In the perihelion case, there is abundant orbital data (undoubtedly gigabytes of it) for the various planets and moons. Some of it was in the Jurgens et al paper noted above, and other data was analyzed in the Pijpers paper. That paper, by the way, says "The value of the gravitational quadrupole moment (28) when combined with planetary ranging data for the precession of the orbit of Mercury yields a value [...] which is consistent with GR ..."

 There is actually a very simple explanation for the scientific community's silence on this matter, a deduction of which Mr. Holmes would approve: The reason that no one is publishing data or analyses that claim to refute relativity is that such claim would be false, and that the existing analyses, using exquisitely accurate spacecraft data, are correct.
 Despite wasting millions of taxpayer dollars searching for gravity waves predicted by the theory, none has ever been found. Sound like global warming?
 True, the direct searches for gravitational waves have not yet yielded any clear results, though indirect observations have been made (the Hulse/Taylor observations.) Before people dismiss indirect observations, recall that no one has ever seen an electron.
 The Earthbased LIGO detectors have, so far, not detected any unambiguous gravitational wave signatures from such events as a blackhole merger. It is barely sensitive enough to find such things in the Milky Way or very nearby galaxies. It is being upgraded in a plan that should complete in 2014. It is hoped that, after the upgrade, it will be able to see these events clearly and unambiguously.
 The spacebased LISA detectors have not been built yet, and the original proposal has been scrapped because of budgetary problems. A new version, called "eLISA" has been proposed, and should be sensitive to events as far away as redshift 15.
 Whether these experiments are a good use of money is another question, one that has no bearing on whether relativity is correct.
 The objection has been raised that the experiments should not have been funded if scientists were going to ignore negative results.
 The results are only partly negative. The scientists knew all along that a certain amount of luck would be involved in finding a sufficiently strong signal within the time frame of the experiment. The failure so far does not mean that blackhole mergers do not emit gravitational waves; just that they haven't been lucky enough to find them. They will continue to search.
 The objection has been raised that the experiments should not have been funded if scientists were going to ignore negative results.
 Update: Another, much more commonplace observation of gravitational wave emission has been reported^{[9]}. The article suggests that, since it shows detectable gravitational waves are more common than previously thought, there is optimism that the eLISA detector, when completed, might find one source per week.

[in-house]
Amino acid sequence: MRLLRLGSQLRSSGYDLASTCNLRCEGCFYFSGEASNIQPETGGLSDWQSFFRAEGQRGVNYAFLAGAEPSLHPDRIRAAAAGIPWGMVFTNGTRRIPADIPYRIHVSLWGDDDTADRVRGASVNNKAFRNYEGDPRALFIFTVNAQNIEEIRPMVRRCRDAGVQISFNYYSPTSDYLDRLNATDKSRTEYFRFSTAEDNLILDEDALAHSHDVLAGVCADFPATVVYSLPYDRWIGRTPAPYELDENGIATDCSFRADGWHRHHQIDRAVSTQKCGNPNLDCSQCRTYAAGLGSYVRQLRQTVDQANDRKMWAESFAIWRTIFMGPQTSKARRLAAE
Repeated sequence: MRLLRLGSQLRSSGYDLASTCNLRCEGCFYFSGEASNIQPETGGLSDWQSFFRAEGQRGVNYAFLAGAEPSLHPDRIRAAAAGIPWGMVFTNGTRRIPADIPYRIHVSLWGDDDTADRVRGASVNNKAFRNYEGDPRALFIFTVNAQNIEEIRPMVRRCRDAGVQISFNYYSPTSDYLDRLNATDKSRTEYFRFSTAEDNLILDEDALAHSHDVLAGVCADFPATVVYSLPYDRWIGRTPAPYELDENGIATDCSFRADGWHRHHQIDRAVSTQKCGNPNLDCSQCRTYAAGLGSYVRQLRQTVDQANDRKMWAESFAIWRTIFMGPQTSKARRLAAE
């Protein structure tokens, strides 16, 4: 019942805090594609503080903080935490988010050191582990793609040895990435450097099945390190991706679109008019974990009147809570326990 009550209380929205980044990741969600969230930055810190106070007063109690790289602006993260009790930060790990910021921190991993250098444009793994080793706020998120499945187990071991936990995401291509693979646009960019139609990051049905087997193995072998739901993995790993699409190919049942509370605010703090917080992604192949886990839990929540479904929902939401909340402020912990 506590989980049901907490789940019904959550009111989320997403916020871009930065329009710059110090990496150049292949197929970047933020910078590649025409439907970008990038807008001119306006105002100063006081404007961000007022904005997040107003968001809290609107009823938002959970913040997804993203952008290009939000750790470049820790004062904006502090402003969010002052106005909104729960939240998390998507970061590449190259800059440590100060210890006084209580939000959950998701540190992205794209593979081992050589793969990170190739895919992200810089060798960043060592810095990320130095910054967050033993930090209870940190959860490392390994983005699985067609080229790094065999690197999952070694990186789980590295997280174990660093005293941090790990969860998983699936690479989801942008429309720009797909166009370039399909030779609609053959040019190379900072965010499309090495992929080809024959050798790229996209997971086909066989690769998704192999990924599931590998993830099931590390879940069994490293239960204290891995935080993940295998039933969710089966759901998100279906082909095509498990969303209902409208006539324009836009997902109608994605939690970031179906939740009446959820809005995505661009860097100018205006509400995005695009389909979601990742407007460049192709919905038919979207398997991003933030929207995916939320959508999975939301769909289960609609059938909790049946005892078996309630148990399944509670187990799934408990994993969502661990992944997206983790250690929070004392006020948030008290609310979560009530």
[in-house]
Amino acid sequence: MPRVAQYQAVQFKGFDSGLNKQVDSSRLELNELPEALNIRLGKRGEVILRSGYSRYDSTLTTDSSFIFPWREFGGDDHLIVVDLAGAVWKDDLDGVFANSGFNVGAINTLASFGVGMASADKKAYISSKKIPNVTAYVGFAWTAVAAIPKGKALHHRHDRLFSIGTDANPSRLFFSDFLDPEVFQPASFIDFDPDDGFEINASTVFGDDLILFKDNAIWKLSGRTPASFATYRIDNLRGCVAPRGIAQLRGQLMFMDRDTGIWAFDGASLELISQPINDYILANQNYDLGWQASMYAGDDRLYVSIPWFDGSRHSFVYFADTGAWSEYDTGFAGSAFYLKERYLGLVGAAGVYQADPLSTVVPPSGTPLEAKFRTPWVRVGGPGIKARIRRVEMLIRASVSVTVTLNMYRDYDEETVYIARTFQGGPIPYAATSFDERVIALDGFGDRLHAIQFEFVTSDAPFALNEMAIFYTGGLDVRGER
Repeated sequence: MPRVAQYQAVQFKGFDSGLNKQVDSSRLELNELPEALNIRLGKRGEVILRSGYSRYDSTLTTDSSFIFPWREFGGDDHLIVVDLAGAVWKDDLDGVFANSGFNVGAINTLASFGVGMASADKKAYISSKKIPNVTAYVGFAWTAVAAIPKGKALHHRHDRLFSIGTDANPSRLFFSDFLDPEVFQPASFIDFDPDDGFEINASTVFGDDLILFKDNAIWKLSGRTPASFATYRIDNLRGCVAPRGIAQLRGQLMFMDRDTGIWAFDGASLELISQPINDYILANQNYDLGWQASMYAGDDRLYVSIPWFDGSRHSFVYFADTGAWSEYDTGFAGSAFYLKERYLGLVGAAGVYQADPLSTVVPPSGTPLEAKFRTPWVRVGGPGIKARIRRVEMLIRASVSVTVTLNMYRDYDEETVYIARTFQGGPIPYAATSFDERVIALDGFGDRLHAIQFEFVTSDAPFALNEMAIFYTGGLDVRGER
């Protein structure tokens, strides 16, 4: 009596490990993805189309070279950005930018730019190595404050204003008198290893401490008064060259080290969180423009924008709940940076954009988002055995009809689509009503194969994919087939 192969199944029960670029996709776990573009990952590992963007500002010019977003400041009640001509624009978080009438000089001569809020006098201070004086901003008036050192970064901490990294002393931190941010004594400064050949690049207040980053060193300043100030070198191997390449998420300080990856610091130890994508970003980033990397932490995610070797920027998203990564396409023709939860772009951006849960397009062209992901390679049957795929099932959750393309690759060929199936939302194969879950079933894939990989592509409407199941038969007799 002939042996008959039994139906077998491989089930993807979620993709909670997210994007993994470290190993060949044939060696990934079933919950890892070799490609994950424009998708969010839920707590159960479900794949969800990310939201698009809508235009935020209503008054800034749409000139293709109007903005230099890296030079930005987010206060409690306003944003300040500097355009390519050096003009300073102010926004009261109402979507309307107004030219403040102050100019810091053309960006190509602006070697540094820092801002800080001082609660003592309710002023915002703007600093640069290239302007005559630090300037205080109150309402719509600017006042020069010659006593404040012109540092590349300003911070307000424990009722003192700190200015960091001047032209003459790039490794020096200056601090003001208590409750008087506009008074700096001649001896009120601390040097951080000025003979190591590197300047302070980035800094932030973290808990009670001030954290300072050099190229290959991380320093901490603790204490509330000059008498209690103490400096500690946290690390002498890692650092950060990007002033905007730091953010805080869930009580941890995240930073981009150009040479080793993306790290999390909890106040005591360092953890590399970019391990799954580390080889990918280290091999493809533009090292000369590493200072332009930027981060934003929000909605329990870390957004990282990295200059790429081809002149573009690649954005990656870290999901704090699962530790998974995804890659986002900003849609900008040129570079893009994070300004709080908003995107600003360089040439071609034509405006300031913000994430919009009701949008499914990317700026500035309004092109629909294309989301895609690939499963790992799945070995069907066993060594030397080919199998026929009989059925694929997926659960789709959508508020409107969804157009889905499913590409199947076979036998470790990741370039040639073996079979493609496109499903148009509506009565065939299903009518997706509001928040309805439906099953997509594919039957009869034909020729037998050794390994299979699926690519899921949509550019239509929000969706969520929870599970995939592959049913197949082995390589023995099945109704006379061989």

This has nothing to do with global warming.
 The discontinuity in momentum as velocity approaches "c" for infinitesimal mass, compared to the momentum of light.
 The formulas for velocity, momentum, and mass can in fact be written in such a way that they appear to have discontinuities, just as the tangent function has discontinuities while the underlying sine and cosine functions do not. But they can also be written in a form that does not show discontinuities.
 All particles, with or without mass, can have any value of momentum. The formula for the velocity of a particle, in terms of its mass and momentum, is
 For a particle with mass, this means that momentum of zero gives a speed of zero, and, as the momentum approaches infinity, the speed approaches c.
 For a massless particle, the speed is always c.
 observations don't match predictions and cosmic causality.
 The fact that "observations don't match predictions" has shown up many times in the history of science. That is, the accepted wisdom of the day was found to be false, leading to improved theories:
 There were once assumed, by Aristotle and many others, to be four elements: earth, air, fire, and water. Subsequent experimental investigation, by numerous people, replaced that theory.
 The ancient notion of gravity, that objects fall at a speed proportional to their mass (often ascribed, perhaps imprecisely, to Aristotle), was found to be contrary to experimental evidence, and was replaced by Galilean/Newtonian mechanics.
 The geocentrism of Ptolemy lasted a long time until it was found to be contrary to experimental evidence, and was replaced by the Heliocentric theory of Copernicus, Galileo, and Newton.
 The "phlogiston theory" of combustion was accepted until it proved to be contrary to experimental evidence, and was replaced by the modern oxidation theory by Antoine Lavoisier.
 The "caloric theory" supposed that heat was a material substance called "caloric", and that that substance was conserved. It took a long time for Joule and others to develop the modern "kinetic theory" as a replacement.